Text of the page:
As usual, we begin with information on how to read a stat block and the anatomy of an encounter, classing Raging Swan masterclasses that feature in every adventure (after all, they don't know which one you'll pick up first!). Then we get on to the adventure background: a tragic tale of someone afflicted with lycanthropy who's quite horrified at what he has become and is trying to find ways to live with his affliction.

OK, so how do you bring the party into the mix? As the lycanthrope has been raiding the nearby village, it may just be that the villagers will take advantage of passing adventurers to ask them to investigate just why their cattle are being stolen a few days before the full moon each month. To get them to the village, called Barlow, it may just be on their way to someplace else or they may be on a trip to pick up the bones of a hermit who used to live in a hermitage not far from the settlement.

For most, the starting point will be Barlow itself, however they came to be there. The village and its inhabitants are described comprehensively, with details of demographics, notable people and locations and of course a map. There's plenty to find out here, for those characters who enjoy investigating and asking around. Most inhabitants are either humans or dwarves, and there are some tensions between them - the dwarves are relative newcomers and some of the 'old' residents do not care for their modern ways disturbing a pastoral idyll. With this wealth of information it will be easy to bring the place to life.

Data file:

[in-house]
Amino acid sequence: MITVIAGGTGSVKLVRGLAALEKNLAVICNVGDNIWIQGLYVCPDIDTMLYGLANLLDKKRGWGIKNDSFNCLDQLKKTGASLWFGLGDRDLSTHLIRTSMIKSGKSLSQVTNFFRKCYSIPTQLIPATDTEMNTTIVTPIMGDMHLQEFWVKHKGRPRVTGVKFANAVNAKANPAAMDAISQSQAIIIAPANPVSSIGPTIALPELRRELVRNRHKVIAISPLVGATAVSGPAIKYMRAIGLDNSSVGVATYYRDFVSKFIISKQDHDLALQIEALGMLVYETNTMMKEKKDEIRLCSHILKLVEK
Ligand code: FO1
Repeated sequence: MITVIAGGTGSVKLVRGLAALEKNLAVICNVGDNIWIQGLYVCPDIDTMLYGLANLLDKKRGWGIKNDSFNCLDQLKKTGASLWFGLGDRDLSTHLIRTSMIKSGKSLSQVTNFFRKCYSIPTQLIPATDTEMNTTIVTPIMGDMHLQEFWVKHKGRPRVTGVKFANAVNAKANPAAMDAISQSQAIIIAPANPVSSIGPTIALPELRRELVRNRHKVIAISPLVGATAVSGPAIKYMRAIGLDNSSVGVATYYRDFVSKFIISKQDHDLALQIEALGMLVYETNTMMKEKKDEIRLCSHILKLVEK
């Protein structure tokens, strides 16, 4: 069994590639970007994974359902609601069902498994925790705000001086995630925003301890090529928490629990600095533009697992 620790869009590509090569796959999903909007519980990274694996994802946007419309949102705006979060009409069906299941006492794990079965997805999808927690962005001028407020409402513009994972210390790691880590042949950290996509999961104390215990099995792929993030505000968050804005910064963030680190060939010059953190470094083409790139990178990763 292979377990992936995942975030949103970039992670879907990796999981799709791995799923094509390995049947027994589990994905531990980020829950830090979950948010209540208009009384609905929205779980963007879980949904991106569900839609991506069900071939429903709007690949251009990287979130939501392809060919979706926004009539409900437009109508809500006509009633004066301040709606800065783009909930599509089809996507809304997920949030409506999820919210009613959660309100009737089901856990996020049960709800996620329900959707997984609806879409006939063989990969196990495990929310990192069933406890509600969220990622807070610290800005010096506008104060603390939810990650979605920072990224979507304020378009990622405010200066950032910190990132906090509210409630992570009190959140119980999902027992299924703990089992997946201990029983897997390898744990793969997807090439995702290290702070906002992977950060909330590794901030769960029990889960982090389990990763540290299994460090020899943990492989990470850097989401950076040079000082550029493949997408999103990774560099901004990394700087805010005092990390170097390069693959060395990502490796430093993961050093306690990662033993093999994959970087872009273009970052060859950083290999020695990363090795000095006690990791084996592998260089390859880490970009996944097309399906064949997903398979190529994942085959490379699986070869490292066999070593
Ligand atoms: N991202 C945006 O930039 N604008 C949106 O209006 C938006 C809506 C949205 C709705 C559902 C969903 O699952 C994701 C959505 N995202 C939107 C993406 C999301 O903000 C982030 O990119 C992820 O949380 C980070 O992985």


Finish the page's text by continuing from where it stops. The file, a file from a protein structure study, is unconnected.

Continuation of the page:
The second part deals with the hermitage at Clear Pool... with the hermit dead (else why might anyone be after her bones?) it has provided a refuge for the lycanthrope. Of course, the party has to get there first, and there just might be something lurking in the undergrowth... Once there, the hermitage itself is actually a series of natural caverns in a cliff-face that have been adapted into quite a nice residence. Again it is described in immense detail, making it all sound very 'real', something to bring to vivid life.

And here it becomes interesting. Of course, many parties will just want to fight... but if they are willing to try talking. It may be possible to persuade or intimidate the lycanthrope into changing his ways - and he, of course, would dearly love to be cured of his affliction.